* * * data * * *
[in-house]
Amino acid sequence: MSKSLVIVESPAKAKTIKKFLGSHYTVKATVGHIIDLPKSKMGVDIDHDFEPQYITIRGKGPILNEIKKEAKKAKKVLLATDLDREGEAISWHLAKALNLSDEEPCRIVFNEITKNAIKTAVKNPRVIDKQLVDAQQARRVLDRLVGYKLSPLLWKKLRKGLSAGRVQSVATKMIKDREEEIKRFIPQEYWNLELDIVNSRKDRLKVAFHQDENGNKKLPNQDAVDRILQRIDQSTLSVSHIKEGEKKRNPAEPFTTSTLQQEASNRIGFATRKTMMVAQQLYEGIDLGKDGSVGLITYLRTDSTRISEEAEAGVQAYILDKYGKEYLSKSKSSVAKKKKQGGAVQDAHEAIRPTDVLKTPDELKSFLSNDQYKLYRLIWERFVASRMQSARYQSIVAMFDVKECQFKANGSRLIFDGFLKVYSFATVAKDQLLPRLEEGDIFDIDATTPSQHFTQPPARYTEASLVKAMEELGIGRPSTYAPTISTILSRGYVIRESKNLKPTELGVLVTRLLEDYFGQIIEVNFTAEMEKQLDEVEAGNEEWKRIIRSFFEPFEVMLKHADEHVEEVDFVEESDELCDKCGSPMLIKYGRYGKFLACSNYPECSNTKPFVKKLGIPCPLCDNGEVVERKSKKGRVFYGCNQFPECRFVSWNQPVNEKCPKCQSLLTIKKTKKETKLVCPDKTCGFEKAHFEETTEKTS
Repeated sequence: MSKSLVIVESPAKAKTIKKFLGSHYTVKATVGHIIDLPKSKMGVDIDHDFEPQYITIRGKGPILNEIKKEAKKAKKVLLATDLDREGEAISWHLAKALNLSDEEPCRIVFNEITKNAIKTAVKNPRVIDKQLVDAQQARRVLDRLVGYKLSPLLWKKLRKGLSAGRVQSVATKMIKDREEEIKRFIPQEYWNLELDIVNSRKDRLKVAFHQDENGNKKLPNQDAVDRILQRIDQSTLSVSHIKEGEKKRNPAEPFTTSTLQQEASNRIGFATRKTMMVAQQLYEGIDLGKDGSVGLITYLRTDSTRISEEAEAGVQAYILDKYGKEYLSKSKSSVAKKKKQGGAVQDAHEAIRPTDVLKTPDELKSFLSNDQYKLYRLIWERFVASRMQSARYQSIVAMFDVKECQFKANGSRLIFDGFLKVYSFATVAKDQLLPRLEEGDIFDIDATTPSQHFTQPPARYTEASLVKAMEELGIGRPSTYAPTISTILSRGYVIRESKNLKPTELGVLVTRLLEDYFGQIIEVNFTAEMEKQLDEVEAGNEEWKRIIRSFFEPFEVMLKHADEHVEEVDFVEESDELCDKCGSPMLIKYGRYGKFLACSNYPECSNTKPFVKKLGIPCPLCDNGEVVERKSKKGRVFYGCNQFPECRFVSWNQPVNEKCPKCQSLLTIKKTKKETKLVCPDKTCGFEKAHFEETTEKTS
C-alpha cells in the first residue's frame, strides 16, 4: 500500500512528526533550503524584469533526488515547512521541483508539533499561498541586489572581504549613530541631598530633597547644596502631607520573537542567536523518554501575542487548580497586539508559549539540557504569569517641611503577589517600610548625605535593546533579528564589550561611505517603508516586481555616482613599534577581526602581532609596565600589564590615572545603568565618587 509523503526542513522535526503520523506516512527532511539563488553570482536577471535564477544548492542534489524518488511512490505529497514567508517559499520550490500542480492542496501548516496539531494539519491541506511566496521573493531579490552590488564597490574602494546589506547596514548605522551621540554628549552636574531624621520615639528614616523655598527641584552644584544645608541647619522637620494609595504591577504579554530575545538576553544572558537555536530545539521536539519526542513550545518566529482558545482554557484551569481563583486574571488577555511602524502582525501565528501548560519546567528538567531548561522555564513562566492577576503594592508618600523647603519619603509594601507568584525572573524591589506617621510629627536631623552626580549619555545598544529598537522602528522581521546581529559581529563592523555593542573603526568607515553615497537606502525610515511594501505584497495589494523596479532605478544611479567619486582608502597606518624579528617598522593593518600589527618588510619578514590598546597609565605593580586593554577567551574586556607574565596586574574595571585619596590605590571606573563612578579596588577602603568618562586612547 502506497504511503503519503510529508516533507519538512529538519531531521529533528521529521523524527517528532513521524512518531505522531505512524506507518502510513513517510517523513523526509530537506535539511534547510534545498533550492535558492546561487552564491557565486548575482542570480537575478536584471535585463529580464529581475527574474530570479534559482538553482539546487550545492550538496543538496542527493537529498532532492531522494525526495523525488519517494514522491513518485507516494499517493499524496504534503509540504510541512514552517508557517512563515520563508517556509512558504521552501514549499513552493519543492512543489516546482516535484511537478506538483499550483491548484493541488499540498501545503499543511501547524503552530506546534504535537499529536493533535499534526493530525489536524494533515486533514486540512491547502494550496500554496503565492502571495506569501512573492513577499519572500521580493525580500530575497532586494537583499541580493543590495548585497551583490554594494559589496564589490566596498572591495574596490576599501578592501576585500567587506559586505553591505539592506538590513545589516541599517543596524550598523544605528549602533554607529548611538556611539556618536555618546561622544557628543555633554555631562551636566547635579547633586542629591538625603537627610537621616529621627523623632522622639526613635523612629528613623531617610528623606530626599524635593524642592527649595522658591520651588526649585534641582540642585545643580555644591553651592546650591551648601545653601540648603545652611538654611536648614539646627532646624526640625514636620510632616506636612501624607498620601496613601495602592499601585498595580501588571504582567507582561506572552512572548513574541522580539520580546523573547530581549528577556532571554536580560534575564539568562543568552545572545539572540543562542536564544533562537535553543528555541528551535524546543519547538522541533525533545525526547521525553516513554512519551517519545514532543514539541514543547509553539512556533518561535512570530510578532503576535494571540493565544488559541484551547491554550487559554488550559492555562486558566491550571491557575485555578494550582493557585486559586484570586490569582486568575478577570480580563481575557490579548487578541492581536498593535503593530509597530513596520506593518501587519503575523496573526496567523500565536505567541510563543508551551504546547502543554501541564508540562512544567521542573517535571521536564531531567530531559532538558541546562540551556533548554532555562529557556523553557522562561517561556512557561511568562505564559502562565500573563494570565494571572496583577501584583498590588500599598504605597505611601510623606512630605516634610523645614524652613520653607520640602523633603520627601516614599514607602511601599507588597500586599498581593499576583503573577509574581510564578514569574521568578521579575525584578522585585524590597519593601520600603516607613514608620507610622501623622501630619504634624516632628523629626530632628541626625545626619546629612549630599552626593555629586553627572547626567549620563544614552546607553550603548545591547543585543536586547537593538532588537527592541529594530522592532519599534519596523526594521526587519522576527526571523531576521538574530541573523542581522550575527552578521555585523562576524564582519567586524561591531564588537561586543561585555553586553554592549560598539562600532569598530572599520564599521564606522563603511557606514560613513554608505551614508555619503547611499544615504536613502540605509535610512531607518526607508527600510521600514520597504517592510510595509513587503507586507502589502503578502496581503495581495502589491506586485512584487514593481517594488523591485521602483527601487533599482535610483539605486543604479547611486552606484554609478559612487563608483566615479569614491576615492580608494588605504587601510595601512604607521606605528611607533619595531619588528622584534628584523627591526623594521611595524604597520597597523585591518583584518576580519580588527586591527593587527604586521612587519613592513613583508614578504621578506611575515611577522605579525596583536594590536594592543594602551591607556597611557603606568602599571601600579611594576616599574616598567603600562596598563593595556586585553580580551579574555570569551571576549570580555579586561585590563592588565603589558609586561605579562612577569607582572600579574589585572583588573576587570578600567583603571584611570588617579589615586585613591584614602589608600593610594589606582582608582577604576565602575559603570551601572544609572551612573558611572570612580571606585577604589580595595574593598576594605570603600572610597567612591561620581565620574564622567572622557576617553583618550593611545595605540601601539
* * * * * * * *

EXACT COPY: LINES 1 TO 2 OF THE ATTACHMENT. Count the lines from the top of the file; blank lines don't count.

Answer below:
[in-house]
Amino acid sequence: MSKSLVIVESPAKAKTIKKFLGSHYTVKATVGHIIDLPKSKMGVDIDHDFEPQYITIRGKGPILNEIKKEAKKAKKVLLATDLDREGEAISWHLAKALNLSDEEPCRIVFNEITKNAIKTAVKNPRVIDKQLVDAQQARRVLDRLVGYKLSPLLWKKLRKGLSAGRVQSVATKMIKDREEEIKRFIPQEYWNLELDIVNSRKDRLKVAFHQDENGNKKLPNQDAVDRILQRIDQSTLSVSHIKEGEKKRNPAEPFTTSTLQQEASNRIGFATRKTMMVAQQLYEGIDLGKDGSVGLITYLRTDSTRISEEAEAGVQAYILDKYGKEYLSKSKSSVAKKKKQGGAVQDAHEAIRPTDVLKTPDELKSFLSNDQYKLYRLIWERFVASRMQSARYQSIVAMFDVKECQFKANGSRLIFDGFLKVYSFATVAKDQLLPRLEEGDIFDIDATTPSQHFTQPPARYTEASLVKAMEELGIGRPSTYAPTISTILSRGYVIRESKNLKPTELGVLVTRLLEDYFGQIIEVNFTAEMEKQLDEVEAGNEEWKRIIRSFFEPFEVMLKHADEHVEEVDFVEESDELCDKCGSPMLIKYGRYGKFLACSNYPECSNTKPFVKKLGIPCPLCDNGEVVERKSKKGRVFYGCNQFPECRFVSWNQPVNEKCPKCQSLLTIKKTKKETKLVCPDKTCGFEKAHFEETTEKTS